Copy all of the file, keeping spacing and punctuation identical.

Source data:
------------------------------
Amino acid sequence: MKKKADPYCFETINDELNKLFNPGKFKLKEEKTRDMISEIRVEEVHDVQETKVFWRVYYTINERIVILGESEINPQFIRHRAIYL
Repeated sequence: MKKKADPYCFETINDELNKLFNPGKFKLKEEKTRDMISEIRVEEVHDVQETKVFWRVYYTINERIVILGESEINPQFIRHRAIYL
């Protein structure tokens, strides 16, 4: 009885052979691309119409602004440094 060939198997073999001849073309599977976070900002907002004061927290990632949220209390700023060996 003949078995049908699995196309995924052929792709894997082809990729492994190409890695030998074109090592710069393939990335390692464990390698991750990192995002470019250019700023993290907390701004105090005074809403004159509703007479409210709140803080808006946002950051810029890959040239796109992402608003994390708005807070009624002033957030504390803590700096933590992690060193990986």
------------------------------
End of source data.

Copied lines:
Amino acid sequence: MKKKADPYCFETINDELNKLFNPGKFKLKEEKTRDMISEIRVEEVHDVQETKVFWRVYYTINERIVILGESEINPQFIRHRAIYL
Repeated sequence: MKKKADPYCFETINDELNKLFNPGKFKLKEEKTRDMISEIRVEEVHDVQETKVFWRVYYTINERIVILGESEINPQFIRHRAIYL
């Protein structure tokens, strides 16, 4: 009885052979691309119409602004440094 060939198997073999001849073309599977976070900002907002004061927290990632949220209390700023060996 003949078995049908699995196309995924052929792709894997082809990729492994190409890695030998074109090592710069393939990335390692464990390698991750990192995002470019250019700023993290907390701004105090005074809403004159509703007479409210709140803080808006946002950051810029890959040239796109992402608003994390708005807070009624002033957030504390803590700096933590992690060193990986």